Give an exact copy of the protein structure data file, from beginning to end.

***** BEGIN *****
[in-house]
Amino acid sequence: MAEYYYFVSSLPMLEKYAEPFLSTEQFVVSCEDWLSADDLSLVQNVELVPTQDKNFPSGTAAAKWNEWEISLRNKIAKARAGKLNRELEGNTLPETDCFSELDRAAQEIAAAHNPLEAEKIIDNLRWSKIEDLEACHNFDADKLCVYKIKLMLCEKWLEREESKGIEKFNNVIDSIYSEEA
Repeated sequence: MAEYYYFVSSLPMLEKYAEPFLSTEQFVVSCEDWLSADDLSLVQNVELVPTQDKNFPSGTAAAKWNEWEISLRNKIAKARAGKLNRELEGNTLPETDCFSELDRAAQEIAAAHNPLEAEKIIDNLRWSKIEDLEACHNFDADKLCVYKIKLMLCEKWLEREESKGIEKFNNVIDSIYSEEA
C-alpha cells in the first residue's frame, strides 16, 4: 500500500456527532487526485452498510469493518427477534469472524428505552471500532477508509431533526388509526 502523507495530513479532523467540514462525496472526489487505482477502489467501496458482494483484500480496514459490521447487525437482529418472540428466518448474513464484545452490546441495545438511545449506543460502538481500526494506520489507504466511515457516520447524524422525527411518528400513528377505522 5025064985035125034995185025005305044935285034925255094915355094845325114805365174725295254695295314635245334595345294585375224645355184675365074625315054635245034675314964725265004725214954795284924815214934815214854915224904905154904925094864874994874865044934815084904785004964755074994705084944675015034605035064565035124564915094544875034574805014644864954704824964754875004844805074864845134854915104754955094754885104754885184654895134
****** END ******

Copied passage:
[in-house]
Amino acid sequence: MAEYYYFVSSLPMLEKYAEPFLSTEQFVVSCEDWLSADDLSLVQNVELVPTQDKNFPSGTAAAKWNEWEISLRNKIAKARAGKLNRELEGNTLPETDCFSELDRAAQEIAAAHNPLEAEKIIDNLRWSKIEDLEACHNFDADKLCVYKIKLMLCEKWLEREESKGIEKFNNVIDSIYSEEA
Repeated sequence: MAEYYYFVSSLPMLEKYAEPFLSTEQFVVSCEDWLSADDLSLVQNVELVPTQDKNFPSGTAAAKWNEWEISLRNKIAKARAGKLNRELEGNTLPETDCFSELDRAAQEIAAAHNPLEAEKIIDNLRWSKIEDLEACHNFDADKLCVYKIKLMLCEKWLEREESKGIEKFNNVIDSIYSEEA
C-alpha cells in the first residue's frame, strides 16, 4: 500500500456527532487526485452498510469493518427477534469472524428505552471500532477508509431533526388509526 502523507495530513479532523467540514462525496472526489487505482477502489467501496458482494483484500480496514459490521447487525437482529418472540428466518448474513464484545452490546441495545438511545449506543460502538481500526494506520489507504466511515457516520447524524422525527411518528400513528377505522 5025064985035125034995185025005305044935285034925255094915355094845325114805365174725295254695295314635245334595345294585375224645355184675365074625315054635245034675314964725265004725214954795284924815214934815214854915224904905154904925094864874994874865044934815084904785004964755074994705084944675015034605035064565035124564915094544875034574805014644864954704824964754875004844805074864845134854915104754955094754885104754885184654895134